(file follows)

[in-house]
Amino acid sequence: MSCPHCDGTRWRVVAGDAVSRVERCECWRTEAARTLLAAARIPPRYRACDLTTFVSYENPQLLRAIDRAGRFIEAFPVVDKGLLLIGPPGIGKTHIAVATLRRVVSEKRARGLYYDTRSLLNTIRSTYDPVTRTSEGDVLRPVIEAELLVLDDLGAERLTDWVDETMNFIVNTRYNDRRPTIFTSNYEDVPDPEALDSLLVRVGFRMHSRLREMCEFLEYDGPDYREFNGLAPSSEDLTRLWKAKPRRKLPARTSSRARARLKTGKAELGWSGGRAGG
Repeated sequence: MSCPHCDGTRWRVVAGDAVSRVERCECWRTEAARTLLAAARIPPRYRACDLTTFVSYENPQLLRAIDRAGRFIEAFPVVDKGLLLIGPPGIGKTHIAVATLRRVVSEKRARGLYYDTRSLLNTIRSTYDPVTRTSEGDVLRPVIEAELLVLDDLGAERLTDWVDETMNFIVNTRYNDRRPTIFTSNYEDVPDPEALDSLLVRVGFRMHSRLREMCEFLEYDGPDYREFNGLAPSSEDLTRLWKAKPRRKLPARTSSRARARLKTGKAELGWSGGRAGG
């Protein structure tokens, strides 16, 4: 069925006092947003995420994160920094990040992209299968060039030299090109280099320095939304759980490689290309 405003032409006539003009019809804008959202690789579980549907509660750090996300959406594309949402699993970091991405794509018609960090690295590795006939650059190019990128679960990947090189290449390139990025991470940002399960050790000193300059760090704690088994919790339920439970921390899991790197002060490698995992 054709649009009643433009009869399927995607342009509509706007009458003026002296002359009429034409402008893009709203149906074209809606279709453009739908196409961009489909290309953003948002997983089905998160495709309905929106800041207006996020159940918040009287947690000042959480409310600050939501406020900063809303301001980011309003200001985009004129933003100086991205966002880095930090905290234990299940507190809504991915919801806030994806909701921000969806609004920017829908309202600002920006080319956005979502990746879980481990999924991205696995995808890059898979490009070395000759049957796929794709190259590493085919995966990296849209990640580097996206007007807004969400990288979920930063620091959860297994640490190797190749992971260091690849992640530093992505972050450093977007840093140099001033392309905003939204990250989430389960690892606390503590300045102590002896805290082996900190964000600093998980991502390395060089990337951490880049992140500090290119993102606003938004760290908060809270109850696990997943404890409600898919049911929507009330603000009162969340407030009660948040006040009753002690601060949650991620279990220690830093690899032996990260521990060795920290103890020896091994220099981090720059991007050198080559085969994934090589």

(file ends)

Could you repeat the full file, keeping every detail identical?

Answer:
[in-house]
Amino acid sequence: MSCPHCDGTRWRVVAGDAVSRVERCECWRTEAARTLLAAARIPPRYRACDLTTFVSYENPQLLRAIDRAGRFIEAFPVVDKGLLLIGPPGIGKTHIAVATLRRVVSEKRARGLYYDTRSLLNTIRSTYDPVTRTSEGDVLRPVIEAELLVLDDLGAERLTDWVDETMNFIVNTRYNDRRPTIFTSNYEDVPDPEALDSLLVRVGFRMHSRLREMCEFLEYDGPDYREFNGLAPSSEDLTRLWKAKPRRKLPARTSSRARARLKTGKAELGWSGGRAGG
Repeated sequence: MSCPHCDGTRWRVVAGDAVSRVERCECWRTEAARTLLAAARIPPRYRACDLTTFVSYENPQLLRAIDRAGRFIEAFPVVDKGLLLIGPPGIGKTHIAVATLRRVVSEKRARGLYYDTRSLLNTIRSTYDPVTRTSEGDVLRPVIEAELLVLDDLGAERLTDWVDETMNFIVNTRYNDRRPTIFTSNYEDVPDPEALDSLLVRVGFRMHSRLREMCEFLEYDGPDYREFNGLAPSSEDLTRLWKAKPRRKLPARTSSRARARLKTGKAELGWSGGRAGG
């Protein structure tokens, strides 16, 4: 069925006092947003995420994160920094990040992209299968060039030299090109280099320095939304759980490689290309 405003032409006539003009019809804008959202690789579980549907509660750090996300959406594309949402699993970091991405794509018609960090690295590795006939650059190019990128679960990947090189290449390139990025991470940002399960050790000193300059760090704690088994919790339920439970921390899991790197002060490698995992 054709649009009643433009009869399927995607342009509509706007009458003026002296002359009429034409402008893009709203149906074209809606279709453009739908196409961009489909290309953003948002997983089905998160495709309905929106800041207006996020159940918040009287947690000042959480409310600050939501406020900063809303301001980011309003200001985009004129933003100086991205966002880095930090905290234990299940507190809504991915919801806030994806909701921000969806609004920017829908309202600002920006080319956005979502990746879980481990999924991205696995995808890059898979490009070395000759049957796929794709190259590493085919995966990296849209990640580097996206007007807004969400990288979920930063620091959860297994640490190797190749992971260091690849992640530093992505972050450093977007840093140099001033392309905003939204990250989430389960690892606390503590300045102590002896805290082996900190964000600093998980991502390395060089990337951490880049992140500090290119993102606003938004760290908060809270109850696990997943404890409600898919049911929507009330603000009162969340407030009660948040006040009753002690601060949650991620279990220690830093690899032996990260521990060795920290103890020896091994220099981090720059991007050198080559085969994934090589």